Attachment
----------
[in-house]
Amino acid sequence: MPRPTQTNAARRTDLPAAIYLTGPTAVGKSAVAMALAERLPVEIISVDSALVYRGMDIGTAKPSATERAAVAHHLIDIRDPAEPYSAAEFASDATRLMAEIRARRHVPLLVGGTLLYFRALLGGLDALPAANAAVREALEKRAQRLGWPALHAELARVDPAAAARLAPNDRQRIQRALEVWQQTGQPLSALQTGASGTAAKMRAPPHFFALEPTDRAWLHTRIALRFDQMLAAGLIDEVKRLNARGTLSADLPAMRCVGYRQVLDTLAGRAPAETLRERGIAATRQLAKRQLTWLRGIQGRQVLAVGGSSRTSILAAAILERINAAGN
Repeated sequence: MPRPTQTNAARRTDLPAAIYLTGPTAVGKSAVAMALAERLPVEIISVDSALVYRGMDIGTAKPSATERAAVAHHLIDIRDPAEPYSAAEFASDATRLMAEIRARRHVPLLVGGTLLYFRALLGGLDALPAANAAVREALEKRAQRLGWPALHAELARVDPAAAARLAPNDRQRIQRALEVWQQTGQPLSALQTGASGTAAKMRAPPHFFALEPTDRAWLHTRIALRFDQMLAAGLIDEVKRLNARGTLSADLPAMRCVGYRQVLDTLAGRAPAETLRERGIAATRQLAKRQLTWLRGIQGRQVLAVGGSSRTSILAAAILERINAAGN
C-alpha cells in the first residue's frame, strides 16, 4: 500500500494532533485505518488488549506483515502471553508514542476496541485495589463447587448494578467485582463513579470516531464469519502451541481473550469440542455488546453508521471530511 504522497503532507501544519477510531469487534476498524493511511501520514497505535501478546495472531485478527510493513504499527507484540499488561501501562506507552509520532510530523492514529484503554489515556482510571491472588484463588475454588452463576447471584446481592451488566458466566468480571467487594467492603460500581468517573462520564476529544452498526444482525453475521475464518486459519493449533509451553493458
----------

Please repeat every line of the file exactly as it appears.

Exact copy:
[in-house]
Amino acid sequence: MPRPTQTNAARRTDLPAAIYLTGPTAVGKSAVAMALAERLPVEIISVDSALVYRGMDIGTAKPSATERAAVAHHLIDIRDPAEPYSAAEFASDATRLMAEIRARRHVPLLVGGTLLYFRALLGGLDALPAANAAVREALEKRAQRLGWPALHAELARVDPAAAARLAPNDRQRIQRALEVWQQTGQPLSALQTGASGTAAKMRAPPHFFALEPTDRAWLHTRIALRFDQMLAAGLIDEVKRLNARGTLSADLPAMRCVGYRQVLDTLAGRAPAETLRERGIAATRQLAKRQLTWLRGIQGRQVLAVGGSSRTSILAAAILERINAAGN
Repeated sequence: MPRPTQTNAARRTDLPAAIYLTGPTAVGKSAVAMALAERLPVEIISVDSALVYRGMDIGTAKPSATERAAVAHHLIDIRDPAEPYSAAEFASDATRLMAEIRARRHVPLLVGGTLLYFRALLGGLDALPAANAAVREALEKRAQRLGWPALHAELARVDPAAAARLAPNDRQRIQRALEVWQQTGQPLSALQTGASGTAAKMRAPPHFFALEPTDRAWLHTRIALRFDQMLAAGLIDEVKRLNARGTLSADLPAMRCVGYRQVLDTLAGRAPAETLRERGIAATRQLAKRQLTWLRGIQGRQVLAVGGSSRTSILAAAILERINAAGN
C-alpha cells in the first residue's frame, strides 16, 4: 500500500494532533485505518488488549506483515502471553508514542476496541485495589463447587448494578467485582463513579470516531464469519502451541481473550469440542455488546453508521471530511 504522497503532507501544519477510531469487534476498524493511511501520514497505535501478546495472531485478527510493513504499527507484540499488561501501562506507552509520532510530523492514529484503554489515556482510571491472588484463588475454588452463576447471584446481592451488566458466566468480571467487594467492603460500581468517573462520564476529544452498526444482525453475521475464518486459519493449533509451553493458